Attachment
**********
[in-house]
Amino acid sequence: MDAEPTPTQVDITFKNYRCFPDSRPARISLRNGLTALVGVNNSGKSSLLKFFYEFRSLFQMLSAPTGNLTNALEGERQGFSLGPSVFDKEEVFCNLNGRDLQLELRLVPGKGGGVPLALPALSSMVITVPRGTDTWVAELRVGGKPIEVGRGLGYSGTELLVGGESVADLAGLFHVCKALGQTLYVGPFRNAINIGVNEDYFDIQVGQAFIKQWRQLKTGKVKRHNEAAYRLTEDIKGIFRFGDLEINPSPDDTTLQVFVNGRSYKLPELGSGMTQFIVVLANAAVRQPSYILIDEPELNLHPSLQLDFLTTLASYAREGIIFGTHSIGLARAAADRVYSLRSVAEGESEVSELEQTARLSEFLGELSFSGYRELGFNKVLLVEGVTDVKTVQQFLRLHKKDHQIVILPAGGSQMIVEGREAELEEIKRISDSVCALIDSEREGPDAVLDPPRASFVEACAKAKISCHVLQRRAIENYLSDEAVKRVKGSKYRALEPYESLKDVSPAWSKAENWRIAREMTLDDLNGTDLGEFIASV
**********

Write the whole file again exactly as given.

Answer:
[in-house]
Amino acid sequence: MDAEPTPTQVDITFKNYRCFPDSRPARISLRNGLTALVGVNNSGKSSLLKFFYEFRSLFQMLSAPTGNLTNALEGERQGFSLGPSVFDKEEVFCNLNGRDLQLELRLVPGKGGGVPLALPALSSMVITVPRGTDTWVAELRVGGKPIEVGRGLGYSGTELLVGGESVADLAGLFHVCKALGQTLYVGPFRNAINIGVNEDYFDIQVGQAFIKQWRQLKTGKVKRHNEAAYRLTEDIKGIFRFGDLEINPSPDDTTLQVFVNGRSYKLPELGSGMTQFIVVLANAAVRQPSYILIDEPELNLHPSLQLDFLTTLASYAREGIIFGTHSIGLARAAADRVYSLRSVAEGESEVSELEQTARLSEFLGELSFSGYRELGFNKVLLVEGVTDVKTVQQFLRLHKKDHQIVILPAGGSQMIVEGREAELEEIKRISDSVCALIDSEREGPDAVLDPPRASFVEACAKAKISCHVLQRRAIENYLSDEAVKRVKGSKYRALEPYESLKDVSPAWSKAENWRIAREMTLDDLNGTDLGEFIASV